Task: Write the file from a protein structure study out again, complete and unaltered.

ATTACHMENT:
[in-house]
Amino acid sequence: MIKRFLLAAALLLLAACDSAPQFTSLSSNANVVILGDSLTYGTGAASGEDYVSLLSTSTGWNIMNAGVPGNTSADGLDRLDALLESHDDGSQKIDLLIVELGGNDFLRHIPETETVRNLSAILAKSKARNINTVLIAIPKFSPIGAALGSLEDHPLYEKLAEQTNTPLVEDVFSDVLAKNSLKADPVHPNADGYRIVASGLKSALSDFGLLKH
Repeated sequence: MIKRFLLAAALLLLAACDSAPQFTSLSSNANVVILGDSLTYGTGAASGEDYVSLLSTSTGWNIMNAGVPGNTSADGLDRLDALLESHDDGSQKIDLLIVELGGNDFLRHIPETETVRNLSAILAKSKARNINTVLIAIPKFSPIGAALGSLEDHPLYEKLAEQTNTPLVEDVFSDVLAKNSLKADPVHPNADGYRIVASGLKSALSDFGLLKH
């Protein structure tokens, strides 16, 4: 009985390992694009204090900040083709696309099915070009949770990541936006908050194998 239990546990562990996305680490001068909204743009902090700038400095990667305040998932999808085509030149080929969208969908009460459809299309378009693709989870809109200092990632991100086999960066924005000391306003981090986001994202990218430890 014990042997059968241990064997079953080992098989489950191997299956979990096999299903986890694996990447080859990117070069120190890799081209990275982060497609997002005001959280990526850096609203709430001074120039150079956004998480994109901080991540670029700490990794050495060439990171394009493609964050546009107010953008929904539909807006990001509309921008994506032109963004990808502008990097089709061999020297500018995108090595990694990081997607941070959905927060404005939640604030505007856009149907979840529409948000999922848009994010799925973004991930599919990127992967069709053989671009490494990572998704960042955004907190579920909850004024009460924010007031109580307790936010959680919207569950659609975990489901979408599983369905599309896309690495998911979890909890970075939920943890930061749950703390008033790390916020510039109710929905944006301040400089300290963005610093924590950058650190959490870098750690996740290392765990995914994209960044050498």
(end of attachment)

[in-house]
Amino acid sequence: MIKRFLLAAALLLLAACDSAPQFTSLSSNANVVILGDSLTYGTGAASGEDYVSLLSTSTGWNIMNAGVPGNTSADGLDRLDALLESHDDGSQKIDLLIVELGGNDFLRHIPETETVRNLSAILAKSKARNINTVLIAIPKFSPIGAALGSLEDHPLYEKLAEQTNTPLVEDVFSDVLAKNSLKADPVHPNADGYRIVASGLKSALSDFGLLKH
Repeated sequence: MIKRFLLAAALLLLAACDSAPQFTSLSSNANVVILGDSLTYGTGAASGEDYVSLLSTSTGWNIMNAGVPGNTSADGLDRLDALLESHDDGSQKIDLLIVELGGNDFLRHIPETETVRNLSAILAKSKARNINTVLIAIPKFSPIGAALGSLEDHPLYEKLAEQTNTPLVEDVFSDVLAKNSLKADPVHPNADGYRIVASGLKSALSDFGLLKH
């Protein structure tokens, strides 16, 4: 009985390992694009204090900040083709696309099915070009949770990541936006908050194998 239990546990562990996305680490001068909204743009902090700038400095990667305040998932999808085509030149080929969208969908009460459809299309378009693709989870809109200092990632991100086999960066924005000391306003981090986001994202990218430890 014990042997059968241990064997079953080992098989489950191997299956979990096999299903986890694996990447080859990117070069120190890799081209990275982060497609997002005001959280990526850096609203709430001074120039150079956004998480994109901080991540670029700490990794050495060439990171394009493609964050546009107010953008929904539909807006990001509309921008994506032109963004990808502008990097089709061999020297500018995108090595990694990081997607941070959905927060404005939640604030505007856009149907979840529409948000999922848009994010799925973004991930599919990127992967069709053989671009490494990572998704960042955004907190579920909850004024009460924010007031109580307790936010959680919207569950659609975990489901979408599983369905599309896309690495998911979890909890970075939920943890930061749950703390008033790390916020510039109710929905944006301040400089300290963005610093924590950058650190959490870098750690996740290392765990995914994209960044050498």